More than a ‘cake and tea’ paper

Chantel Erfort

As we’ve been preparing this special edition of the Plainsman over the past few weeks, on more than one occasion during discussions about stories and history, I have found myself using phrases like “when I was growing up in the newsroom”

Perhaps a Freudian slip, but the reality is that for 20 of my 40 years I have been a journalist. So, I literally have grown up in a newsroom, with much of that time having been spent at Cape Community Newspapers (CCN) which publishes Plainsman and its 14 sister titles.

Launched just a few years after the first residents moved into Mitchell’s Plain in 1976, the Plainsman, which was initially an insert in the now-defunct Cape Herald, became the definitive voice of the newly established community. It was the growing popularity – and viability – of the Plainsman “supplement to the Cape Herald” that led to it becoming a stand-alone publication, and it prompted the launch of similar products to serve Athlone and the southern suburbs. And so, the Athlone Shopper, which went on to become Athlone News, and the South Shopper, which is now Southern Mail, were born.

When the Cape Herald closed in 1986, due to declining circulation and advertising revenue, the weekly Plainsman and twice-monthly Athlone News and Southern Mail effectively became the first three papers in what was then called Community Newspapers. Four years later, a stable of Unicorn suburban newspapers was acquired and became part of the Community Newspapers group.

Over the years, these newspapers have become trusted sources of news, loyally supported by both readers and advertisers.

As I reflect on the Plainsman’s role in documenting the history and spirit of the community it serves, I’m reminded of some of the tough issues our reporters have had to cover over the years.

Journalism really does force you to grow up very quickly.

While some still hold the (inaccurate) view that community newspapers only cover tea parties, matric balls and donation hand-overs, a flip through the pages of a paper like Plainsman tells a very different story. And in this souvenir edition, you can read reporter Fouzia van der Fort’s analysis of some of the stories which have dominated the headlines over the past 40 years.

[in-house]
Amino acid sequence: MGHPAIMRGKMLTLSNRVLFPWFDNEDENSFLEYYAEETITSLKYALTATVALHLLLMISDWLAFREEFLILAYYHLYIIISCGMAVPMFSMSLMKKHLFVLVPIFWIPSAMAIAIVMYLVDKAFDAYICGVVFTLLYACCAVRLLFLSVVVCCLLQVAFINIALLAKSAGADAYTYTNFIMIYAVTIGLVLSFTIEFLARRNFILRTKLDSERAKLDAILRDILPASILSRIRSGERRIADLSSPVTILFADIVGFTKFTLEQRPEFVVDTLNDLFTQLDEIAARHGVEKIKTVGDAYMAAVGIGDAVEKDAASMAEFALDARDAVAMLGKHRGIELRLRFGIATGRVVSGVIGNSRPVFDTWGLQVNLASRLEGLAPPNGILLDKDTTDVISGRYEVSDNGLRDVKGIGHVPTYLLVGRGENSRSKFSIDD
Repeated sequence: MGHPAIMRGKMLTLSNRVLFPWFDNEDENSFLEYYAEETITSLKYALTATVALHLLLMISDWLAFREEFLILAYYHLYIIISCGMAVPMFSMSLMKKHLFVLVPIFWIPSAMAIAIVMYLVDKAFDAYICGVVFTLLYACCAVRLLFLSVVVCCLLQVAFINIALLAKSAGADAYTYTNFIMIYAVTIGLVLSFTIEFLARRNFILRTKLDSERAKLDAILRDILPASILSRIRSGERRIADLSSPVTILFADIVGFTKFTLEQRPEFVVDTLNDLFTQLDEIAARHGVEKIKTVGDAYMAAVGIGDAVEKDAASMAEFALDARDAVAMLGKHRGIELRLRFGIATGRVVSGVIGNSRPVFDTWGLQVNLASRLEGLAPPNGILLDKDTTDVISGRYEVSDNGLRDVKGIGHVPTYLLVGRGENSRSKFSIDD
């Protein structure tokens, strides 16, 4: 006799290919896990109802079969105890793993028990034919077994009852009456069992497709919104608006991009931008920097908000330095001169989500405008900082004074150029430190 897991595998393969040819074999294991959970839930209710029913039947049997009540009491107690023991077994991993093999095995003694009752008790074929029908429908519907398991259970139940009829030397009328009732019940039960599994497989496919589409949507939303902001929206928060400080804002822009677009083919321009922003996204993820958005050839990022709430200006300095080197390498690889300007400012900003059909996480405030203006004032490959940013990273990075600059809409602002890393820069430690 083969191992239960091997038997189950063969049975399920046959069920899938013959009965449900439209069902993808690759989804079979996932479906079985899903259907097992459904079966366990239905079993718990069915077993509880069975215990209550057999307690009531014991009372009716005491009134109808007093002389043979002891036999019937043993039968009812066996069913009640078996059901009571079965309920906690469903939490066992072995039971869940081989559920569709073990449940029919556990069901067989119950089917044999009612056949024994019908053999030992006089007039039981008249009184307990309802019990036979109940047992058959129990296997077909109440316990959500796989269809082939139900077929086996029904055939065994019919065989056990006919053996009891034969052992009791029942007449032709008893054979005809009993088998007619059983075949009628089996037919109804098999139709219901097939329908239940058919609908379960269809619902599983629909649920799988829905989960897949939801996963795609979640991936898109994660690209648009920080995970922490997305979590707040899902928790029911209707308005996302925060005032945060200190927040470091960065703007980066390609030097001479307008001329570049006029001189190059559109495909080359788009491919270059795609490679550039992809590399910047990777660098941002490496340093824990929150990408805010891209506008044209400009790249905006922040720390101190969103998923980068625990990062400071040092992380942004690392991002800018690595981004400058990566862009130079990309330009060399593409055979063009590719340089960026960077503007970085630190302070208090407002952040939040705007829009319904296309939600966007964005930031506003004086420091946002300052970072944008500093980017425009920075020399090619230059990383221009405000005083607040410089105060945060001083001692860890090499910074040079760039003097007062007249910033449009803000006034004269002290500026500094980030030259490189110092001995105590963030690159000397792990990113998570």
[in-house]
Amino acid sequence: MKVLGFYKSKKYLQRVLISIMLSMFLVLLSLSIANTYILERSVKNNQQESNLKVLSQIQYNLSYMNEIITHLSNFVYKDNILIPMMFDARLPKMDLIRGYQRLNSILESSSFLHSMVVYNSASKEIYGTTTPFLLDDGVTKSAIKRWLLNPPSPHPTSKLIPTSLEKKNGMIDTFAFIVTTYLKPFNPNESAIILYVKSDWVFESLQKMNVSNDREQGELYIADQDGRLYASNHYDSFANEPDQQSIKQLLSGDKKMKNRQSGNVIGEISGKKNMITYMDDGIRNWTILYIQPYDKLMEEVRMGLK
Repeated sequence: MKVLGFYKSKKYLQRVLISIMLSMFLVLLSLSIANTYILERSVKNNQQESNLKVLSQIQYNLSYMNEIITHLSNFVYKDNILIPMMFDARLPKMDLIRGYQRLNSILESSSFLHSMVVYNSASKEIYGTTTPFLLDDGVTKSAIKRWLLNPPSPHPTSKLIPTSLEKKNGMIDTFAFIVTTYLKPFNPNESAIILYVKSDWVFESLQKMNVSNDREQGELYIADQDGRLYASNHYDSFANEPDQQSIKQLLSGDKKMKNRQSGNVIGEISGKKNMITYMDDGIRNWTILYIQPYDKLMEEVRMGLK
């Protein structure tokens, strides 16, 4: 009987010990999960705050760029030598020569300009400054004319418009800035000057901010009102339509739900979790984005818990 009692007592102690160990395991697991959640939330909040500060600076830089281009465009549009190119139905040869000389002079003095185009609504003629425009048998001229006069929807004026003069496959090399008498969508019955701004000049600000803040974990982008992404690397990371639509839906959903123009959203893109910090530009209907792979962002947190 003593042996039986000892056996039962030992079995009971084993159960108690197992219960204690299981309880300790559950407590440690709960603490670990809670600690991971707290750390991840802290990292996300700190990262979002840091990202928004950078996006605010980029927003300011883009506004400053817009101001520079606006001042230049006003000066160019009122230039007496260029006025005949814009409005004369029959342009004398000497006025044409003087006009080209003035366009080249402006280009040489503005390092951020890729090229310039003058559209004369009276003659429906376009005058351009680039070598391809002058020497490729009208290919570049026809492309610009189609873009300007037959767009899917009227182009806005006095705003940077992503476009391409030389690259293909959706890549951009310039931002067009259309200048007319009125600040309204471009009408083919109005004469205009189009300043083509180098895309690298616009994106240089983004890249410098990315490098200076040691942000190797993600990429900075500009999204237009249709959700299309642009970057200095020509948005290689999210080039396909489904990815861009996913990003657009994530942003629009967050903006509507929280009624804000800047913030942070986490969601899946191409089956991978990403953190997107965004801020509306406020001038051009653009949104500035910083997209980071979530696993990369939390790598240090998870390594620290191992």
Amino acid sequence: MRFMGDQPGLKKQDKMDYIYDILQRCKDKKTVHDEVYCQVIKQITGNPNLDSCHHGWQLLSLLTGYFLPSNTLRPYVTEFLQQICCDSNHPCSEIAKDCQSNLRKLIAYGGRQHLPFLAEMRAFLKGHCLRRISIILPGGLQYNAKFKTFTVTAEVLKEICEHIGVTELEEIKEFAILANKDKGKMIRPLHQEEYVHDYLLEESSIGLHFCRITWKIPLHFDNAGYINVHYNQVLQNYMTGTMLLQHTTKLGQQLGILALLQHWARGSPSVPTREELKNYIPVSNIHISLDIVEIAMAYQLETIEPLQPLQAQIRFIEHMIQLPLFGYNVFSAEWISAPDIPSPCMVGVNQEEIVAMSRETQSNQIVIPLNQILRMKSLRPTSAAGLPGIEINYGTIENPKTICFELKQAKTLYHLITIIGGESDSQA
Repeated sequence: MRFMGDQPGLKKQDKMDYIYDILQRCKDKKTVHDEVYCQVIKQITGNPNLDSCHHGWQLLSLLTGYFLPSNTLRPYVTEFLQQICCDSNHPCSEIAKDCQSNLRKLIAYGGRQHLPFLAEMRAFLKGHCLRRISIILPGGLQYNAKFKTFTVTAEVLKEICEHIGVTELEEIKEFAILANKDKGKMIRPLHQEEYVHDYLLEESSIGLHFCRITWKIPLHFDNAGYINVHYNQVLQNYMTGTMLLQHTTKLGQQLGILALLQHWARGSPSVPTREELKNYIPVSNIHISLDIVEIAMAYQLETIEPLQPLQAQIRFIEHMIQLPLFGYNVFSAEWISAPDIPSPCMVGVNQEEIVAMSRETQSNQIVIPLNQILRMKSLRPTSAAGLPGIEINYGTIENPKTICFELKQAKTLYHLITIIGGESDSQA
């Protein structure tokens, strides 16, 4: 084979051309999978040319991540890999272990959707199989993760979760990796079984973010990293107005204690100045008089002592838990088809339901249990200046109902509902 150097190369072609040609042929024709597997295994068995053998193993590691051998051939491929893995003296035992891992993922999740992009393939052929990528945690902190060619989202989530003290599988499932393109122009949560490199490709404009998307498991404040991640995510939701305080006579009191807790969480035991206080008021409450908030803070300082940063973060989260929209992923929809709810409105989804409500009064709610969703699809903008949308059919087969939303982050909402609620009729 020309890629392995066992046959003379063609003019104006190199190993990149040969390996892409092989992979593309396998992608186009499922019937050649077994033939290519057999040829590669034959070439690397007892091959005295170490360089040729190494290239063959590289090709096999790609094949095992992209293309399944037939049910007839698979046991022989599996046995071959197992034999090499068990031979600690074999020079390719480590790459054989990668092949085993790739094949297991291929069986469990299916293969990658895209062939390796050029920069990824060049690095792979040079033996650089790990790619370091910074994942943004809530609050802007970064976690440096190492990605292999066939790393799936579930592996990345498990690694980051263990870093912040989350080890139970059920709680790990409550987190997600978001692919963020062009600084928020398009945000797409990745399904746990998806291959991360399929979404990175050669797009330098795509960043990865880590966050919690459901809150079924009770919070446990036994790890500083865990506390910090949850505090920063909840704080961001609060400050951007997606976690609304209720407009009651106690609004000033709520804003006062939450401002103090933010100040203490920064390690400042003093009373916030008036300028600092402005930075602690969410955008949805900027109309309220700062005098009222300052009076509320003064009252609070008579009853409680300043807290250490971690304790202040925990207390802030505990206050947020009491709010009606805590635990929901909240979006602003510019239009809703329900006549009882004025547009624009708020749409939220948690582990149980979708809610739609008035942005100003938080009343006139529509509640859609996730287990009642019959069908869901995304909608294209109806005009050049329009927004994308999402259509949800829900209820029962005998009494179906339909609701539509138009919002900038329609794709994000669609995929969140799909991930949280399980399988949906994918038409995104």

One issue that stands out for me – and which continues to plague Mitchell’s Plain and many other communities – is that of tik and its impact on the community. I recall vividly, a day some time in 2002 when former reporter Alicia Williams came into the newsroom with a hot chunk of news.

“There’s a new drug on the streets,” she told us. “They’re calling it tik and it’s very addictive.” Bearing in mind the urban legends about things like “strawberry quick”, drug-laced sweets and stamps and so on, we could never have imagined how this drug would ravage the Cape Flats for generations to come.

In an effort to play our part in educating the community about the dangers of drug abuse and to highlight the services available to those struggling with addiction, Plainsman launched a campaign to “slay the tik monster”. While the current situation is evidence of our failure to slay the monster, our success was in the valuable information we were able to gather and share, and the support our campaign attracted from respected experts in the field of drug addiction.

Of course, Mitchell’s Plain is not all bad news. Some of my fondest childhood memories are of time spent in Lentegeur where my cousins grew up – and where many of them still live. Back then, the streets were ours. We ran and played freely — and occasionally went inside the house to bother cousin Louis, who read voraciously and always had his nose in a book. At one point, there was even a story going around that he had read all the books in Lentegeur library!

Well, I hope this souvenir edition brings up many fond memories for you too I hope you enjoy it as much as we enjoyed compiling it.

Chantel Erfort is editor of Cape Community Newspapers which publishes Plainsman and 14 other free community papers.